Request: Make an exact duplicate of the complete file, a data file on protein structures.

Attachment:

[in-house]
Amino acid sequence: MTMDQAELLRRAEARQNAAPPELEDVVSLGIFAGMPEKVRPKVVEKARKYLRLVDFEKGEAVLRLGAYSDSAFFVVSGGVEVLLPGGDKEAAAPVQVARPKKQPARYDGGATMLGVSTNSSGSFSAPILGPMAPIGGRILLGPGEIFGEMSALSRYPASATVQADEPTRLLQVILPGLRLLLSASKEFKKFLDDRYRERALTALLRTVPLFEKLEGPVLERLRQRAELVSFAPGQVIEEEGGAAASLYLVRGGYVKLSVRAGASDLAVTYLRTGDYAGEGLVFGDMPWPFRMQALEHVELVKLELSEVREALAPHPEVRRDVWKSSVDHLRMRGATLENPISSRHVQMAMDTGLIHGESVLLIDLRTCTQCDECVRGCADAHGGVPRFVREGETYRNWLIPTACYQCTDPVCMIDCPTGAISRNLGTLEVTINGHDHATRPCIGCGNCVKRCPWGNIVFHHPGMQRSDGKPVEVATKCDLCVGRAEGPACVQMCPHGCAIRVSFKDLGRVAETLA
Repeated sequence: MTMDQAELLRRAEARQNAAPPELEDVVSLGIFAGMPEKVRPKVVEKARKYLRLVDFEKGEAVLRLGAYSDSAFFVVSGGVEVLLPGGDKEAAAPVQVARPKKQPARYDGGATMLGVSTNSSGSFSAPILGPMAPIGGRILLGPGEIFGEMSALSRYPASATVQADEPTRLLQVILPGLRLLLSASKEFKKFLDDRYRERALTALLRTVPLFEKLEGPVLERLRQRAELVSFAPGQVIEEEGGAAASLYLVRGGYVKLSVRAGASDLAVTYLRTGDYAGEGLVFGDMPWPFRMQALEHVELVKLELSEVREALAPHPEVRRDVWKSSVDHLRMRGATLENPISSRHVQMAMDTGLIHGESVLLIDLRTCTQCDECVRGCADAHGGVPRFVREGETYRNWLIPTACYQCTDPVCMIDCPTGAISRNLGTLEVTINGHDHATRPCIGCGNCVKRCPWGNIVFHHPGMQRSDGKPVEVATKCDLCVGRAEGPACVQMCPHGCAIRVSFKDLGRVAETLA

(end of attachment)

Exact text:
[in-house]
Amino acid sequence: MTMDQAELLRRAEARQNAAPPELEDVVSLGIFAGMPEKVRPKVVEKARKYLRLVDFEKGEAVLRLGAYSDSAFFVVSGGVEVLLPGGDKEAAAPVQVARPKKQPARYDGGATMLGVSTNSSGSFSAPILGPMAPIGGRILLGPGEIFGEMSALSRYPASATVQADEPTRLLQVILPGLRLLLSASKEFKKFLDDRYRERALTALLRTVPLFEKLEGPVLERLRQRAELVSFAPGQVIEEEGGAAASLYLVRGGYVKLSVRAGASDLAVTYLRTGDYAGEGLVFGDMPWPFRMQALEHVELVKLELSEVREALAPHPEVRRDVWKSSVDHLRMRGATLENPISSRHVQMAMDTGLIHGESVLLIDLRTCTQCDECVRGCADAHGGVPRFVREGETYRNWLIPTACYQCTDPVCMIDCPTGAISRNLGTLEVTINGHDHATRPCIGCGNCVKRCPWGNIVFHHPGMQRSDGKPVEVATKCDLCVGRAEGPACVQMCPHGCAIRVSFKDLGRVAETLA
Repeated sequence: MTMDQAELLRRAEARQNAAPPELEDVVSLGIFAGMPEKVRPKVVEKARKYLRLVDFEKGEAVLRLGAYSDSAFFVVSGGVEVLLPGGDKEAAAPVQVARPKKQPARYDGGATMLGVSTNSSGSFSAPILGPMAPIGGRILLGPGEIFGEMSALSRYPASATVQADEPTRLLQVILPGLRLLLSASKEFKKFLDDRYRERALTALLRTVPLFEKLEGPVLERLRQRAELVSFAPGQVIEEEGGAAASLYLVRGGYVKLSVRAGASDLAVTYLRTGDYAGEGLVFGDMPWPFRMQALEHVELVKLELSEVREALAPHPEVRRDVWKSSVDHLRMRGATLENPISSRHVQMAMDTGLIHGESVLLIDLRTCTQCDECVRGCADAHGGVPRFVREGETYRNWLIPTACYQCTDPVCMIDCPTGAISRNLGTLEVTINGHDHATRPCIGCGNCVKRCPWGNIVFHHPGMQRSDGKPVEVATKCDLCVGRAEGPACVQMCPHGCAIRVSFKDLGRVAETLA